Personal thought on the future of the game (discussion)

I’ve been wanting to write this down for the past few days but this killer heat has stopped me time and time again lol. figured I might as well write it down now.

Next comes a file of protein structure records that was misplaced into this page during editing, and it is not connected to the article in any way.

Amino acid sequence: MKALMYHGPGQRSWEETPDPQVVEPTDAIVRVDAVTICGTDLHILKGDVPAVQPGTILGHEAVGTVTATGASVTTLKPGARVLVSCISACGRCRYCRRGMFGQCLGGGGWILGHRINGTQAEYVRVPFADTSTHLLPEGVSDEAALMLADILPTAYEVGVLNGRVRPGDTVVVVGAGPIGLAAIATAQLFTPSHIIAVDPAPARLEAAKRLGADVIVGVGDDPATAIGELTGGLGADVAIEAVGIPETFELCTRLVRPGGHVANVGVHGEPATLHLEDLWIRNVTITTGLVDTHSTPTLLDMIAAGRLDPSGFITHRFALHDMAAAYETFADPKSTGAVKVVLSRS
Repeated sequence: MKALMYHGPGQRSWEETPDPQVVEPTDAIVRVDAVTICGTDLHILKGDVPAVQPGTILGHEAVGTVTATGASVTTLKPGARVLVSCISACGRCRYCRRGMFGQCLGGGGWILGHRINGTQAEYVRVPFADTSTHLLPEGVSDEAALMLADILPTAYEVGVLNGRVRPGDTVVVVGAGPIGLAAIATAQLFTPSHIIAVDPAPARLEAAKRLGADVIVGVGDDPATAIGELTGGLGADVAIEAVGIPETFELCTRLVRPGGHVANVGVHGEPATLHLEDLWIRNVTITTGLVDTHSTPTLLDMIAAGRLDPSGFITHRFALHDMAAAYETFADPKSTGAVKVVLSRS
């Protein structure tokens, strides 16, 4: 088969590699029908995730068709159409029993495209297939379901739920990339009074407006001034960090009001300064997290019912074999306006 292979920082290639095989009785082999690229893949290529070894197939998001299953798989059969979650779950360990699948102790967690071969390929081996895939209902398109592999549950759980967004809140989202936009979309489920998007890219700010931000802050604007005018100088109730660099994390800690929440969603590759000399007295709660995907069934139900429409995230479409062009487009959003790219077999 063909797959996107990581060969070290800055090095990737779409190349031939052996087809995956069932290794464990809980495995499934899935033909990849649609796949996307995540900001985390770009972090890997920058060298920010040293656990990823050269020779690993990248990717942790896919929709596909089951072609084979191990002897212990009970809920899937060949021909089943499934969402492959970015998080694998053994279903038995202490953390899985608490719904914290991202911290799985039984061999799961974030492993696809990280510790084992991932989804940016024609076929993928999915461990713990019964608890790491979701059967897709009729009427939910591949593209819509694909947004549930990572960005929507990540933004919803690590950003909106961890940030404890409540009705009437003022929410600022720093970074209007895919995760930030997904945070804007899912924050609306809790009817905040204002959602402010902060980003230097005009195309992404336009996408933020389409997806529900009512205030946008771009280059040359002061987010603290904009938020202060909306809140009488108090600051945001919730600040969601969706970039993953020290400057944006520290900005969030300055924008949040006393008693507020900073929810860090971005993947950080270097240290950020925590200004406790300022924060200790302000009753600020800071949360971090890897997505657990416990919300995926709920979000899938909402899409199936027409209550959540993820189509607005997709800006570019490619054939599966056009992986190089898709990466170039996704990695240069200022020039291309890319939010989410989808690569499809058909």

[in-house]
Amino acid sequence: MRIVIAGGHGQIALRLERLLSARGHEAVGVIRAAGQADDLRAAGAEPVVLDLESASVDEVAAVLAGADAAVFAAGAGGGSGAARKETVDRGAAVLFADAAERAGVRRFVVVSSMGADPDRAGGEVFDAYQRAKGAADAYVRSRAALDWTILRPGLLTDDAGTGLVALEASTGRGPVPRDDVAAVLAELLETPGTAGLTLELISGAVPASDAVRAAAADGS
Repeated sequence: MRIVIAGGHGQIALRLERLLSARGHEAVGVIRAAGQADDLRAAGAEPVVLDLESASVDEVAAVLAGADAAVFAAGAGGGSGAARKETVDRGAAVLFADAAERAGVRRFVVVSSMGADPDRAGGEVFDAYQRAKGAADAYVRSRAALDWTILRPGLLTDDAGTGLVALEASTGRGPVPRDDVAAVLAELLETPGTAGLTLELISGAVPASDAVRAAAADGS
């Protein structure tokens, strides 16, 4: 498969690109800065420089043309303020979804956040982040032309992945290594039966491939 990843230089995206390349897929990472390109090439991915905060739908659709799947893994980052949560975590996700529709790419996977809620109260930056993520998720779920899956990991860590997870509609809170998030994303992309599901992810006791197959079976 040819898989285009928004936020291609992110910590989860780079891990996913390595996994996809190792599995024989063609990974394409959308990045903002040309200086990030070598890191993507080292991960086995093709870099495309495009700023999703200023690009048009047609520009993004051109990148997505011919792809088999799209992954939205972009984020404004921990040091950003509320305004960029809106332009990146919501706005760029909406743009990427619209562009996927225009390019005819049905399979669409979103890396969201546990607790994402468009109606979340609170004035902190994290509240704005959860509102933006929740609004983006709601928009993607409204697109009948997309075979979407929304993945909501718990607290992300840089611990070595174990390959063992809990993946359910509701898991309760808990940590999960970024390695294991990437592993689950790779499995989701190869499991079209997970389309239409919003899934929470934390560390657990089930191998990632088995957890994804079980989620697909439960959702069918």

as the game is right now, we start off with a few hearthlings who have nowhere to stay, nothing to live off of, a couple tools, a campfire and a few blocks of wood. should they do nothing, they don’t move back to where they were before, they die. so survival is important for the hearthlings, more important that silly ideas like “private property” or “working for money”. as the settlement is small, we also only get 1 hearthling every day immigrating to our new town, which is not so much a town as it is a few stockpiles and beds out in the open. eventually, we get the stone mason, the farmer, the shepherd, the blacksmith, and so on. our town defends itself with footmen, archers, horsemen, crossbowmen (maybe) and the like. and that’s fine, as our tiny settlement is now able to sustain itself. Eventually we construct mighty buildings and erect enormous walls and towers to keep the wilderness out and to make clear once and for all who owns this patch of land. and that’s fine. but, as was made clear before, we’ll eventually want to make multiple of these towns, not just one. the fact that people who are not at risk of dying are still working for free doing slave labour is odd. the fact that only 1 hearthling wants to move into your mighty fortress is odd. constructing walls is not end-game, it’s early-game. there will be more than controlling a single small population. but in order to be able to do this, we’ll also have to move away from micro-managing and towards macromanaging. we can’t keep telling our hearthlings to tear down THIS tree and to construct THAT building RIGHT THERE. when having 3-4 settlements, that’s too much to keep track of, especially when they are biomes apart. and at this point, we should not be getting 1 hearthling a day between all 4 of our settlements, nor should we be getting 4 hearthlings, 1 for each settlement. there needs to be a steady but large change somewhere in the middle of the game where gameplay shifts from keeping a few people alive to making your kingdom thrive. and here are a few suggestions of mine to suggest how to do this.